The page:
DRUCKZENTRUM HARRY JUNG GMBH & CO. KG, Plaintiff-Appellant,
MOTOROLA MOBILITY LLC, Defendant-Appellee
Argued April 18, 2013
Appeal from the United States District Court for the Northern District of Illinois, Eastern Division. No. 09-CV-7231 -- John W. Darrah, Judge.
For Druckzentrum Harry Jung Gmbh & Company KG, Plaintiff - Appellant: Ann Paton Goodman, Attorney, Carl D. Liggio, Attorney, Mccullough, Campbell & Lane Llp, Chicago, IL.
For MOTOROLA MOBILITY LLC, as successor in interest to Motorola, Inc., Defendant - Appellee: Mark L. Durbin, Attorney, Barnes & Thornburg Llp, Chicago, IL.
Before BAUER, FLAUM, and SYKES, Circuit Judges.
Sykes, Circuit Judge.
A German printing company sued Motorola Mobility LLC, the cell-phone manufacturer, alleging that it breached a supply contract for printing services. In early 2008 Motorola agreed to make a good-faith effort to purchase 2% of its cell-phone user-manual needs from Druckzentrum Harry Jung GmbH & Co., a printer based in northern Germany. Halfway through the two-year contract period, Motorola's cell-phone sales contracted sharply. In response to the downturn, Motorola decided to consolidate its cell-phone manufacturing and distribution operations in China and buy all related print products there. Motorola notified Druckzentrum of the shift, and the two companies continued to do business together for a few more months during the transition.
The loss of Motorola's business did Druckzentrum in; the printer entered bankruptcy in Germany and brought this suit against Motorola alleging breach of contract and fraud in the inducement of the contract. Among other things, Druckzentrum claimed that the contract gave it an exclusive right to all of Motorola's user-manual printing business for cell phones sold in Europe, the Middle East, and Asia during the two-year contract period. The district judge rejected this claim on the pleadings and later entered summary judgment for Motorola on the
rest of the case, finding no evidence to support either a claim of breach of contract or fraud.
We affirm. The parties' written contract contains no promise of an exclusive right to all of Motorola's printing business in Europe, the Middle East, and Asia. And because the contract is fully integrated, Druckzentrum cannot use parol evidence of prior understandings to upset the bargain the parties put in writing. Moreover, although Motorola promised to make a good-faith effort to purchase 2% of its cell-phone user-manual printing needs from Druckzentrum for a two-year period, the contract listed several reasons Motorola might justifiably miss the target. These included business downturns of the sort Motorola experienced, and there is no evidence that it acted in bad faith by moving its printing and distribution activities away from Europe. Finally, the evidence is insufficient to create a jury issue on the claim that Motorola fraudulently induced Druckzentrum to enter into the contract or continue performing under it.
Druckzentrum is a printer based in Flensburg, Germany. Motorola is based in Illinois but maintains operations globally. In 1995 Motorola began using Druckzentrum to print user manuals for its cell-phone products marketed in Europe, the Middle East, and Asia--a marketing area apparently known in the trade as the " EMEA" region. During this time period, Motorola manufactured its phones in China and shipped them to a distribution facility in Flensburg, where they were packaged with user manuals printed by Druckzentrum and distributed for sale throughout the EMEA region.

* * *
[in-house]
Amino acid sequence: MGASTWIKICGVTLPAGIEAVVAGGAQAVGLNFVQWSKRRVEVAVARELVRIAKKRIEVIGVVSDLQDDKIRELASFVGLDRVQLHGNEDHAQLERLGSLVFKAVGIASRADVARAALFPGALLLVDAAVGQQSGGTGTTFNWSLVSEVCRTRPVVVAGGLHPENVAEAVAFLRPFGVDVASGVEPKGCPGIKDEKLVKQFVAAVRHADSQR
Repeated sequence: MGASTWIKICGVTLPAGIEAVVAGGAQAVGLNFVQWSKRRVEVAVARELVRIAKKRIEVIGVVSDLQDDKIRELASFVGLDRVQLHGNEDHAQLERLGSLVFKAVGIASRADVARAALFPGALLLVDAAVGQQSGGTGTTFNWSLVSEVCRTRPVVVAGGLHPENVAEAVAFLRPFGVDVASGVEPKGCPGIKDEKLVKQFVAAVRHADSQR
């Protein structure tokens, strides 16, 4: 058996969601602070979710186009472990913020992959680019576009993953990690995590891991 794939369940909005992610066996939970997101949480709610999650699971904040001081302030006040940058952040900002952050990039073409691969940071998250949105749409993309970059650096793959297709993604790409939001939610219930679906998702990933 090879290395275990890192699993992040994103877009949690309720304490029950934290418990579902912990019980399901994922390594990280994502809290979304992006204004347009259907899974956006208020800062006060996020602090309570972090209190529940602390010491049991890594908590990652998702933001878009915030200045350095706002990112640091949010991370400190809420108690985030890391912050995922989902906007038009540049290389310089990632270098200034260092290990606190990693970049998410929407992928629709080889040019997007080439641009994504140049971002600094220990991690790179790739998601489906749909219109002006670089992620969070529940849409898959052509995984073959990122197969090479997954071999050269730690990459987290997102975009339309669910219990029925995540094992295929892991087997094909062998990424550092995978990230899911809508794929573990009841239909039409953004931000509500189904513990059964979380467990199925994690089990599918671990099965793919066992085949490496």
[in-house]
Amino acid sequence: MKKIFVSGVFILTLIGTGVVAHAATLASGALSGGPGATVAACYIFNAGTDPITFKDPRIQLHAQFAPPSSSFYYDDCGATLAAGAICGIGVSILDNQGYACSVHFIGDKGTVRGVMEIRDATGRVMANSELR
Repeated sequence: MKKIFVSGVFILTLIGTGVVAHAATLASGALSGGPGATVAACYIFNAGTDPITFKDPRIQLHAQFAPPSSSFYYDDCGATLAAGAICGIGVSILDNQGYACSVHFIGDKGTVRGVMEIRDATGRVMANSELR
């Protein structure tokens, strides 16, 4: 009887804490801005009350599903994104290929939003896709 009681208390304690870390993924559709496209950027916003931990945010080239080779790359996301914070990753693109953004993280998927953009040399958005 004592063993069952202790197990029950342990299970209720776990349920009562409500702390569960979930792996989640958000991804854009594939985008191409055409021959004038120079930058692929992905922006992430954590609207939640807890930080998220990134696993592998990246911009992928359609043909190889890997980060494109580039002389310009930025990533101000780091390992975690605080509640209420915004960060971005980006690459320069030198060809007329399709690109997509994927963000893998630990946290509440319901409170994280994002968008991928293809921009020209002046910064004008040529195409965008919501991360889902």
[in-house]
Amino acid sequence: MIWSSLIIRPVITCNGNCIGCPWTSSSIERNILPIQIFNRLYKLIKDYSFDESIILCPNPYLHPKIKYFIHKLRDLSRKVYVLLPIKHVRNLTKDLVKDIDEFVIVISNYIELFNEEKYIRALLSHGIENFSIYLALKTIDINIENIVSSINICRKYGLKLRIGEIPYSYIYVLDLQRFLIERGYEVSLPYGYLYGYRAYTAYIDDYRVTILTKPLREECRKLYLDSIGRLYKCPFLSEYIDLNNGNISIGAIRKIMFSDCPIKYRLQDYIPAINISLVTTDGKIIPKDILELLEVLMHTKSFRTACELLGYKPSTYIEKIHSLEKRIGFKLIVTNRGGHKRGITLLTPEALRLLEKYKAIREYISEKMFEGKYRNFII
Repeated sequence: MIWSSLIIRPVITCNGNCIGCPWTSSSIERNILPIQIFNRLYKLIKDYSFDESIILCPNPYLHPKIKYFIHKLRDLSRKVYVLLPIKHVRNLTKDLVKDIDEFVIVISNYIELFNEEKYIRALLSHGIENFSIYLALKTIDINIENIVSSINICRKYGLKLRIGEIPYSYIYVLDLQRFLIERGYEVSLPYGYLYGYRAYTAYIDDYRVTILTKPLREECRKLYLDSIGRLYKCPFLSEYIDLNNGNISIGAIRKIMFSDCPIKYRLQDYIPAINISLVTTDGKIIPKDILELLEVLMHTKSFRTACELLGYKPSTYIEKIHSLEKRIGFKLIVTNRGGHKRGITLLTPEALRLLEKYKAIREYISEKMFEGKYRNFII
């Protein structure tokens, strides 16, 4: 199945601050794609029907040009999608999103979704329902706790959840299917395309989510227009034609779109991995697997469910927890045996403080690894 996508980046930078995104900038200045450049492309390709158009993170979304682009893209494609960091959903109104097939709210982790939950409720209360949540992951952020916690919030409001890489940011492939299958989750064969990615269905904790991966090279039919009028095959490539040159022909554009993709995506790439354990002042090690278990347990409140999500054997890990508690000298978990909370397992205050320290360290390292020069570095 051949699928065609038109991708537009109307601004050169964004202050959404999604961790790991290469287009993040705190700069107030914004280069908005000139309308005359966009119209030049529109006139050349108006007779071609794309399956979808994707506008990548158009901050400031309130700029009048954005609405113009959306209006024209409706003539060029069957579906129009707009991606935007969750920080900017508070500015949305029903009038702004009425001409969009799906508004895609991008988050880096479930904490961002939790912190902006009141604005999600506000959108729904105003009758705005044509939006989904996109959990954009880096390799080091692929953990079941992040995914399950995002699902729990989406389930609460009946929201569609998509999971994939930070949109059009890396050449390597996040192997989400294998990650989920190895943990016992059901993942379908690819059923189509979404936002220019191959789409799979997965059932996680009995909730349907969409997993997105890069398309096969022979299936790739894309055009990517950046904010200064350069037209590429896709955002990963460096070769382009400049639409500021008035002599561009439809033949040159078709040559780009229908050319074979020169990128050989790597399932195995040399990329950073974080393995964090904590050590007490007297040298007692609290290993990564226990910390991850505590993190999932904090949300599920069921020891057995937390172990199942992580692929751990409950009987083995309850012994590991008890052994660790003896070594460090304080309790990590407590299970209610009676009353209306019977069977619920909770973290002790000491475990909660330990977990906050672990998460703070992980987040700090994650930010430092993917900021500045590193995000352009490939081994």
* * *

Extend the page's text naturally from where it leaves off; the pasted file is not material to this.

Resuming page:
In 2007 Motorola embarked on a program to improve the way it purchased products from vendors. At workshops conducted in fall 2007, Motorola educated vendors on the new process by which they could bid for contracts. Vendors first had to sign a " Corporate Supply Agreement" with a stated effective date of October 1, 2007. Druckzentrum was among the vendors invited to participate. After signing the agreement, Druckzentrum representatives attended a workshop in Illinois.
The materials distributed during the workshop made it clear that vendors would bid for a particular product " segment" --e.g., printed materials, cardboard boxes, plastic packaging, and so forth. It was less clear whether vendors were bidding for a particular region as well. Although the bidding materials contain many references to regions and vendors were supposed to state a bid in reference to a particular region, it is not clear whether Motorola would actually award work on a regional basis.
During the bidding process, Motorola shared its sales forecasts with vendors. Bidders needed to know what sales volume they could expect in order to set prices and ensure that they had capacity to meet demand. Motorola told Druckzentrum that it expected to sell 37 million mobile phones in the EMEA region in 2008 and made other rosy projections.
After bidding for the print segment in the EMEA region, Druckzentrum was given an " Initial Award" consisting of a " base share" of 2% and a " swing share" of 8%, meaning that Motorola made a " commitment" to buy 2% of print products from Druckzentrum and could, at its option, buy another 8% of print products from the company. The percentages were stated on the basis of global spending; thus, 2% of print means 2% of global print purchases, not 2% of EMEA print purchases. But there was no " commitment" in an absolute ...